In addition to requiring the new TILA-RESPA disclosures (Loan Estimate and Closing Disclosure) that the CFPB had developed through its Know Before You Owe initiative, the Dodd-Frank Act also requires the additional minor enhancements to the existing mortgage disclosures which would have taken effect on 1/21/13. These new requirements include disclosures on cancellation of escrow accounts, on a consumers’ liability for debt payment after foreclosure, and on the creditor’s policy for accepting partial payment. As a result of this extension granted by the CFPB, these new requirements were integrated into the Bureau’s proposed Loan Estimate and Closing Disclosure forms that were released in July 2012, and in their subsequent iterations.

Through a final rule issued on 11/16/2012, the Bureau is effectively allowing more time to provide the new disclosures by giving a temporary exemption from the requirements, so that the entire TILA-RESPA disclosure integration regime can go into effect at once. Existing disclosures would not be required to be enhanced to meet this 1/21/13 deadline, and also bear the burden of dealing with new disclosures once the TILA-RESPA revamp occurs, still with a final rule pending the effective date remains TBD.  Don’t be surprised by the potential of gift in the form of a final Regulation from the CFPB around the holidays regarding the TILA-RESPA disclosure revamp.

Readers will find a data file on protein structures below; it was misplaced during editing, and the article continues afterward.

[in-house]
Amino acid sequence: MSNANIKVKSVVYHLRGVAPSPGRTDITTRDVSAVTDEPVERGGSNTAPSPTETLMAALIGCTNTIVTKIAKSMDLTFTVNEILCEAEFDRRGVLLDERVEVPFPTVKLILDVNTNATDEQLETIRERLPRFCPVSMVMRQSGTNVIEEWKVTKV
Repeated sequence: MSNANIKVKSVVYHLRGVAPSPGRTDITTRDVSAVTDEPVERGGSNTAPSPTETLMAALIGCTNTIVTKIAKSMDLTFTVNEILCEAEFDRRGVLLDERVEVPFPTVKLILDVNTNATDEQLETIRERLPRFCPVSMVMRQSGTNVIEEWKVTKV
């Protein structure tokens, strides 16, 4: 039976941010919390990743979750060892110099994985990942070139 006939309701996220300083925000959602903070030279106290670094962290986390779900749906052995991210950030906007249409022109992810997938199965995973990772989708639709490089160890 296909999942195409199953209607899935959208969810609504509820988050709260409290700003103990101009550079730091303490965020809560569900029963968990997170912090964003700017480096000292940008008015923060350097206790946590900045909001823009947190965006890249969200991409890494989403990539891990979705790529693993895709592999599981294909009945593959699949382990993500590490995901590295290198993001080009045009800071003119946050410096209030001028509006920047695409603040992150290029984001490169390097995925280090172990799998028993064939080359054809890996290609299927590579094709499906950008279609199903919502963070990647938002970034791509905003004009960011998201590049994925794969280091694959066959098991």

Establishes Dollar Amount Threshold for HOEPA for 2013

November 21, 2012 The Bureau of Consumer Financial Protection (CFPB) published a final rule amending the official interpretations for Regulation Z (Truth in Lending). The Bureau is required to adjust annually the dollar amount that triggers requirements for certain home mortgage loans bearing fees above a certain amount. The Home Ownership and Equity Protection Act of 1994 (HOEPA) sets forth rules for home-secured loans in which the total points and fees payable by the consumer at or before loan consummation exceed the greater of $400 or 8 percent of the total loan amount. In keeping with the statute, the Bureau has adjusted the $400 amount based on the annual percentage change reflected in the Consumer Price Index as reported on June 1, 2012. The adjusted dollar amount for 2013 is $625.

Supervisory Highlights Fall 2012, Appeals Policy for Supervised Entities, and the Updated CFPB Supervision and Examination Manual (v2).

August 31, 2012 The CFPB released its first Supervisory Highlights Report, Fall 2012, highlighting problems CFPB examiners discovered through the agency’s supervision process. The Bureau has also released an appeals policy for supervised institutions as well as an updated version of the CFPB Supervision and Examination Manual, a field guide used by examiners.